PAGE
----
Flies’ brains can detect threatening drones
Bio-inspired design has been a hallmark of technological progress, and it’s still true in the age of flying robots. The latest evidence comes from Australia, where researchers have mapped the visual systems of hovering insects as a way to detect acoustic signatures of drones up to 2.5 miles away.
Anthony Finn, professor of autonomous systems at the University of South Australia, says insect vision systems have been mapped for some time to improve camera detections. But applying the same method to acoustic data represents a major innovation.
“Biovision processing has been shown to significantly increase the detection range of drones in both visual and infrared data. However, we have now shown that we can pick up crisp, clear acoustic signatures from drones, including very small and silent, using an algorithm based on the visual system of hovering,” says Finn.
Potential research applications, of course, include military and defense uses. In addition to the University of South Australia and Flinders University, defense firm Midspar Systems has participated in trials using bio-inspired signal processing techniques. Such techniques, according to the researchers, have a detection rate up to 50% higher than that of existing methods.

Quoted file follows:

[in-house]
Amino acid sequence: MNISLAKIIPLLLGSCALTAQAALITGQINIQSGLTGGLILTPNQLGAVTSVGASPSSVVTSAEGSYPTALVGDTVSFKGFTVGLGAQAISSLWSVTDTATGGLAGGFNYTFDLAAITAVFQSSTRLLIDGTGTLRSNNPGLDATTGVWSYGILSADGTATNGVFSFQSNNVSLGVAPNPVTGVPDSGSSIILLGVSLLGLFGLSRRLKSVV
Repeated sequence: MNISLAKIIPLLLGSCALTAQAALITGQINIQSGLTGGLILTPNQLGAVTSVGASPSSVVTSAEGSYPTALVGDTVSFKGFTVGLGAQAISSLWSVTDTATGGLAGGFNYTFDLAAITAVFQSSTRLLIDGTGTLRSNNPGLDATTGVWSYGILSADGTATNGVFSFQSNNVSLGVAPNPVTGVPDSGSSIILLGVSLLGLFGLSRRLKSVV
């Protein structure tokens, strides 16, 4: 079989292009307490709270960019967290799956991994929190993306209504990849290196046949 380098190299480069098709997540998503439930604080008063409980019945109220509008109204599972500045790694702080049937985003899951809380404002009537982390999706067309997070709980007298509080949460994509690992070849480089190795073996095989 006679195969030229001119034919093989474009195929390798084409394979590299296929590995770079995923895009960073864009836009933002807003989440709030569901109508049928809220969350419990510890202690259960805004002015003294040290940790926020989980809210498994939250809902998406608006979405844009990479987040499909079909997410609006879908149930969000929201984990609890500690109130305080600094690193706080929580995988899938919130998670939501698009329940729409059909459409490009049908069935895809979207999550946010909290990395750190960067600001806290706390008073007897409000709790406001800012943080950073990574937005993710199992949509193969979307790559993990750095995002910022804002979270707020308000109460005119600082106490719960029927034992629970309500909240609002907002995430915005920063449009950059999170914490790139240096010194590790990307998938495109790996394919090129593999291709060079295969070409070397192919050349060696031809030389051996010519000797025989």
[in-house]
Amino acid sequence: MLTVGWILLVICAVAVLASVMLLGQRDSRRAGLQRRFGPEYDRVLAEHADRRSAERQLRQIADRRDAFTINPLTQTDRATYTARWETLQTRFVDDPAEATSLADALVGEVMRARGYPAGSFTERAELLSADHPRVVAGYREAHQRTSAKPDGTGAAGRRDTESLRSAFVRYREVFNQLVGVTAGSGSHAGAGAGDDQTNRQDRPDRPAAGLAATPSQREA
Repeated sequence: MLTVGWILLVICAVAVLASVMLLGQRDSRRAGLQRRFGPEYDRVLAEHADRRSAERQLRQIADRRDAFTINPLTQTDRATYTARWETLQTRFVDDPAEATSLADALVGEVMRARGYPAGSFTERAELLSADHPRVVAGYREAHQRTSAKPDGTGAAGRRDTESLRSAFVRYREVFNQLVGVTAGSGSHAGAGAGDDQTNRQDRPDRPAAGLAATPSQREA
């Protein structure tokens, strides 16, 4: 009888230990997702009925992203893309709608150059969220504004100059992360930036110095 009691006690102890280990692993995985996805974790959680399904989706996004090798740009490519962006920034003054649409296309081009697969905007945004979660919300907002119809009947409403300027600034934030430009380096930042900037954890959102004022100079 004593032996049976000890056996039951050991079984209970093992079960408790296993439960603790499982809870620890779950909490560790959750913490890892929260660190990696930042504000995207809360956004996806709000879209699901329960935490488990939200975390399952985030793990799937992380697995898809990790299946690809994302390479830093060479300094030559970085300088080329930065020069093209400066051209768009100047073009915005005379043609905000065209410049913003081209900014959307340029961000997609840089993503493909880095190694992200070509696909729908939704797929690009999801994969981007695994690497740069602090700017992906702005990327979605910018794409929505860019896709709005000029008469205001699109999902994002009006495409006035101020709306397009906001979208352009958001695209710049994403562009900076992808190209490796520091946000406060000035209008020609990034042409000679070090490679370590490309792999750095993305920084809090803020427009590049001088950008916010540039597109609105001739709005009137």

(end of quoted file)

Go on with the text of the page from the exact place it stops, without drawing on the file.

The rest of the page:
The hover, which can hover over plants to collect nectar, was chosen because of its superior visual and tracking capabilities. Darkly lit regions are visually very noisy, but insects like the hoverfly can process and capture visual cues with remarkable efficiency. Mapping this same processing technique to acoustic detection has resulted in a substantial increase in detection capabilities, including in noisy environments.
“Unlicensed drones pose particular threats to airports, individuals and military bases,” Finn says. “It is therefore becoming increasingly critical for us to be able to detect specific locations of drones at long distances, using techniques that can pick up even the weakest signals. Our trials using the hover-based algorithms show that we now we can do it.”
The researchers specifically looked for patterns (narrowband) and/or general signals (wideband) to pick up drone acoustics at short to medium distances. The new bio-inspired treatment technique improved detection ranges by 30-49%.
The findings were reported in The Journal of the Acoustical Society of America.